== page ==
Monday, June 27, 2011

Goodbyes & Endings

It's Monday morning, I have an oh-so-lovely cup of my special home brewed coffee (3tbsp Folger's French Roast, 2tbsp Folger's Vanilla Biscotti) and the rain is coming down slow and steady. I'm newly home as of last night and can say with some certainty that sleeping in your own bed is an underrated joy. What was supposed to be a 5-day romp through Chicago ended up being a whirlwind tour of the northern Midwest, some good spots, some low spots...but altogether an experience not to have been missed.

You see, my Grandma is dying. At 83 years old, they discovered metastasized lung cancer in her brain, a tumor, which by all accounts, occupies the whole left of her brain. In the course of one week, she went from being cogent, conscious and responsive to...not so much. Resting comfortably at the moment in a long-term care facility adjacent to the hospital, she's napping quite a bit these days.

Allow me to give you some context, dear readers. The woman in question, Mrs. Frances Brickner, is the person who first taught me to crochet when I was about 9 years old. I consider it to have been my gateway drug into craftiness. With some of what I'm sure must have been some truly crappy yarn, I learned how to chain and single crochet and proceeded to hook myself a square that was so tightly worked, it promptly rolled up into a fiber burrito.

While we were growing up, my sister and I had our favorite grandparents to spend weekends with. For me, it was Grandma Tammy, aka Mrs. Frances Brickner. We grandkids called them Grandma & Grandpa Tammy due to a cocker spaniel, named Tammy, they once had when we were young. Somehow, it stuck. They lived out in the country...dirt roads, corn fields...mostly I went for the craftiness. Her influence on me during my early years has, I believe, led me to become the knitter I am today.

Changes were made to the trip and I headed north, to return to my hometown. When I arrived, my sister was kind enough to come with me to the care facility. This was advantageous not only for the support but also because it had been so long since my last trip home that I no longer remembered where the hospital was. We grabbed some breakfast at the local McD's and I grabbed a cup of coffee for Grandma. Sure, I knew she wouldn't be able to drink it...but I know if I were in her position, I'd probably enjoy the smell of some fresh coffee in my room. Am I right?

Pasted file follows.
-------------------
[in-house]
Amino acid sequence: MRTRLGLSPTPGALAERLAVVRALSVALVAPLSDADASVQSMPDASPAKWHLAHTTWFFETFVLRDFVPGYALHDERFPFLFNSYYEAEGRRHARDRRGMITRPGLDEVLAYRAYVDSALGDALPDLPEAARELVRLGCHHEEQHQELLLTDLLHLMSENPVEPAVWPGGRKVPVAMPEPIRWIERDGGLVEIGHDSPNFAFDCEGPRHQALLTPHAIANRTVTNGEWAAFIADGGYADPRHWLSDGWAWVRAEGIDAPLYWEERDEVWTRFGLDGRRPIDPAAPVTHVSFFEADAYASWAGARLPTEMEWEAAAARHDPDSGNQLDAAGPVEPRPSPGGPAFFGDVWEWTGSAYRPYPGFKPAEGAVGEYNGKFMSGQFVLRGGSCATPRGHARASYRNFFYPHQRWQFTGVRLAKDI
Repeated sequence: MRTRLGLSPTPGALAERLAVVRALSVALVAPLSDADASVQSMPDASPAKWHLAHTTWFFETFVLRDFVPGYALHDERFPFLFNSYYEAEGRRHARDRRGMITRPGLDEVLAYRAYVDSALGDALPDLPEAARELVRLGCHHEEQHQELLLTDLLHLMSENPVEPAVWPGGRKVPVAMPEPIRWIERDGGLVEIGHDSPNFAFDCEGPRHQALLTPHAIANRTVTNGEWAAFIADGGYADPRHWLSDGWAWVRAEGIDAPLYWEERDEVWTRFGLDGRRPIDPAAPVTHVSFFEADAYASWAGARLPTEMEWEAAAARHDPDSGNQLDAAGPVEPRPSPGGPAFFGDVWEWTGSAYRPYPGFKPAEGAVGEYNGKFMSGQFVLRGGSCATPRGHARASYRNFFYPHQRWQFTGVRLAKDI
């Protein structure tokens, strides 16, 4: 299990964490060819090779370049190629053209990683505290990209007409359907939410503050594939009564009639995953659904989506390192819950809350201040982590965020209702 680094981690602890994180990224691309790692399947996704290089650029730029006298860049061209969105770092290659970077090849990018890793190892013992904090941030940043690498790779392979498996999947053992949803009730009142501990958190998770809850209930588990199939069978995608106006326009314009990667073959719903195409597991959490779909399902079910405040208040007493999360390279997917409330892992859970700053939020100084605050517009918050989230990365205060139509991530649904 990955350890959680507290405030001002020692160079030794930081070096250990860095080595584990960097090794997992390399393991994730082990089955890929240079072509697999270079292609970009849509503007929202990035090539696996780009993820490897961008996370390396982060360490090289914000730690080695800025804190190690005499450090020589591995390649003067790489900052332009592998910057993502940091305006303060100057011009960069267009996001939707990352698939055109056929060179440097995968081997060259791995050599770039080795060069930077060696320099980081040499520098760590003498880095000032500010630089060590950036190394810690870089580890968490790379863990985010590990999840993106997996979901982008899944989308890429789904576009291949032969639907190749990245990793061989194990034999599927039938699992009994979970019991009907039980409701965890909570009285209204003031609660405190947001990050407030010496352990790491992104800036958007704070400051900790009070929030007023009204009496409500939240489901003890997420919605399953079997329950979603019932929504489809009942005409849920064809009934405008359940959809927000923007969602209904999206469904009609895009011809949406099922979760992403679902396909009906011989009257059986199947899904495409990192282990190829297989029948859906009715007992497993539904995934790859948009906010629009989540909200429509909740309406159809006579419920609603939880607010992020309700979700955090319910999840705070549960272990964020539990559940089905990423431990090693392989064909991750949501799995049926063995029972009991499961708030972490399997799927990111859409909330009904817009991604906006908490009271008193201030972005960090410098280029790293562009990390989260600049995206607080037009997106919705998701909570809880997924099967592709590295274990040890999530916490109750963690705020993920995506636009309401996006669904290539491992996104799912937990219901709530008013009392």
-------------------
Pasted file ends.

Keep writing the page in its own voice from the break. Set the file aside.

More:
Sis took up position at the foot of the bed. I pulled up a chair right up along side. I spread the Sock Yarn Blanket out over her and gently placed her hands on top of it, moving them back and a forth a bit so that she might better feel the texture. We knit four squares together that day, my Grandma and me...and I stayed for as long as I needed to, 8 hours. At the end of which I gave her a hug and a kiss on the cheek and I told her, "You were always my favorite."

"All good things...," right? Actually, just "all things." Everything ends, eventually, is a flowing river that segues from one event to another. We move, we marry, we die...people divorce, friends take jobs in faraway places, lovers come and go and sometimes stay. The whole of humanity is an undulating sea of connections in perpetual and persistent change. When the time comes, you have to be able to let go...for no one connection can last forever. A lifetime, perhaps...but not forever.

Live simply.
Be at peace.

And go call your damn grandma...right now.


  1. Awesome post...thank you for sharing.

  2. Oh Dean I am sitting here crying. This took me back to going back to MI after my grandma was in a car accident and sitting with her in the hospital on Christmas, the day before she died. *hugs*